He continued talking, then drifted off, lost, not in confusion but in terror. He'd brought himself to the brink of his fear and caught a glimpse of how much he needs her. He vacuums. She dusts. She's the zig to his zag.

When we're young, we often look at our parent's relationship and think: Ugh, how dull. We naively compare it to adolescent love, with its erratic pitches of hope, headiness and heartbreak. As a teen, the feelings seemed very real to me in a way that my parents' love didn't. I confused intensity with genuineness. Genuineness takes time.

Mature love picks up where romantic love leaves off, and while very different, it's also in many ways better. Yes, the sun sets, taking its flames, but the moon, more magical, rises. Romantic love delights in novelty, while mature love revels in consistency. Dad knew the two things Mom would most want when she woke up from surgery were her glasses and lipstick, so he had them there for her.

Mature love is the payoff for investing in romantic love --which we all know doesn't always pay-- and for doing the work of mature love, the giving to gain. My parents are no longer beautiful, though they were in their day. But they're clearly beautiful to each other.

"I miss her," Dad tells me a couple days after her surgery. Though he sees her every day, I know he means he misses her beside him in the bed they've shared for half a century. He misses their routine, the zig to his zag. And I know, after she has recovered, after he's once again slicing the bananas while she pours the cereal, that as a result of all this, they will have moved closer yet one more degree."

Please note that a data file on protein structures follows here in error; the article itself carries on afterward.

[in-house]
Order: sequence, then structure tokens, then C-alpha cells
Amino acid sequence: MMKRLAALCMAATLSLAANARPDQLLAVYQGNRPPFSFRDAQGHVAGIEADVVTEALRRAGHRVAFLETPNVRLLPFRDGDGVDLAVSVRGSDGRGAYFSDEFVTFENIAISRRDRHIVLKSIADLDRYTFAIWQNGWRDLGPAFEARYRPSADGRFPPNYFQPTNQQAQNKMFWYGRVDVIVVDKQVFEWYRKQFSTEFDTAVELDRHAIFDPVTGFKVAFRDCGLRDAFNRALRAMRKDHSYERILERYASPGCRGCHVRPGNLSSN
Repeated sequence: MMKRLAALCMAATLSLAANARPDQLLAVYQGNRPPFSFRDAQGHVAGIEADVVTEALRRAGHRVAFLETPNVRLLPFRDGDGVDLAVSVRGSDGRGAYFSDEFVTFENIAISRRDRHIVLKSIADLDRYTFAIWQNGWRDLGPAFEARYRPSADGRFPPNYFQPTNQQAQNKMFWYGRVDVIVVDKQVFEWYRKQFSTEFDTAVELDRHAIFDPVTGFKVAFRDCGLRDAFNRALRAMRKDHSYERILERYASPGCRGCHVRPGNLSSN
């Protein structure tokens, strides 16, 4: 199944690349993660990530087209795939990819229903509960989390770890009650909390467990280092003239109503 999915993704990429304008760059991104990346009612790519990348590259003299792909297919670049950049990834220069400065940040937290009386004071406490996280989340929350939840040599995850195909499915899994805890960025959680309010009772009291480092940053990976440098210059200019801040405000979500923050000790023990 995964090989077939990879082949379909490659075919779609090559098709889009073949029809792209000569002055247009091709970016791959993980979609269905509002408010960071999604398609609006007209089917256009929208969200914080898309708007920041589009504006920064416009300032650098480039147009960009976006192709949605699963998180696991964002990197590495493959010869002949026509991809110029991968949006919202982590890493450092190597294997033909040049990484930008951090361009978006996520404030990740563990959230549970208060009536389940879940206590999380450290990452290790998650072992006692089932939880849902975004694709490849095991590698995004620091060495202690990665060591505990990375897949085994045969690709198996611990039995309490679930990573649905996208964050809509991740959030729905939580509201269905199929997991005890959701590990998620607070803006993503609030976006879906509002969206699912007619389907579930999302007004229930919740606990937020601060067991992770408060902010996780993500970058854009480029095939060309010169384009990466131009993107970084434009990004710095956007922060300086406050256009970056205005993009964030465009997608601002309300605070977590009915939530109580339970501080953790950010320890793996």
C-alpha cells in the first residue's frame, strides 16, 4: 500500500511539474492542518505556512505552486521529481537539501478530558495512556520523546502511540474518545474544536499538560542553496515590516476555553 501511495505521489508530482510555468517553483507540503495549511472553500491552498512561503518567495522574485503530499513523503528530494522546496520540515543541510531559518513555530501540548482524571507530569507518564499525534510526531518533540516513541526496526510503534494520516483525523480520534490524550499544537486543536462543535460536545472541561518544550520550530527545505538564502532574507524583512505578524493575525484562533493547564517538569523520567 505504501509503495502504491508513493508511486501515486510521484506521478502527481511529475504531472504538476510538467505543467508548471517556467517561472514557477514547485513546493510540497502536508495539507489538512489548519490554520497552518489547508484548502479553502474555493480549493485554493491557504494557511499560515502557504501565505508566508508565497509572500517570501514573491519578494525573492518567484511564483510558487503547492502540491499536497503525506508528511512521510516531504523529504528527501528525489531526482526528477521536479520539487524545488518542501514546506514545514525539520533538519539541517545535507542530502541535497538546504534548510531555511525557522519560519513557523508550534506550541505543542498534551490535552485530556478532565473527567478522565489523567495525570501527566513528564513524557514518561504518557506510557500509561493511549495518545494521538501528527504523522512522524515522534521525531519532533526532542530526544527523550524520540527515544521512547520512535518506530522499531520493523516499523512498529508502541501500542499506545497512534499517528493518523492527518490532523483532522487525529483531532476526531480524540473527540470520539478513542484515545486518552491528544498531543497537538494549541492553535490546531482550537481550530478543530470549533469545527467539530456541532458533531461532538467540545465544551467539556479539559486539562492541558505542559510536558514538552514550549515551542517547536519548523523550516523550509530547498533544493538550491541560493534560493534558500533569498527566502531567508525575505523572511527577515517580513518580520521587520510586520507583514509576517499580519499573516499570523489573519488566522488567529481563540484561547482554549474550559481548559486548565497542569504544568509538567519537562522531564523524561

Was that not touching?! 

In closing, I suppose there are two things I feel the need to comment on. (Although, without question, there are many more I could bring up.)

1. I appreciate so much the emphasis the writer gives to the matter of "mature" vs. "romantic" love. We live in a society that is told to relish in and even to prolong the romantic, "exciting" phase of one's relationship. Not only is this unrealistic, as the writer pointed out, it's like not wanting to let go of the excitement of the cocktail and appetizer when you could be savoring a delicately prepared entree. And we all know there is MUCH to be said for a fine entree that has been given time, attention, and a great deal of love in its preparation.

Moreover, however, there is a point that I do want to make about romantic love... that kind of love we first experience in a new relationship. (You know... that 'butterflies in your stomach when you pick up the phone' place in a relationship. Also, the place many people are quick to label "infatuation” instead of real love.” ) Despite what you want to label it, I do think there is something significant and something of God to be found even in that period of “romantic love,” as we’re calling it.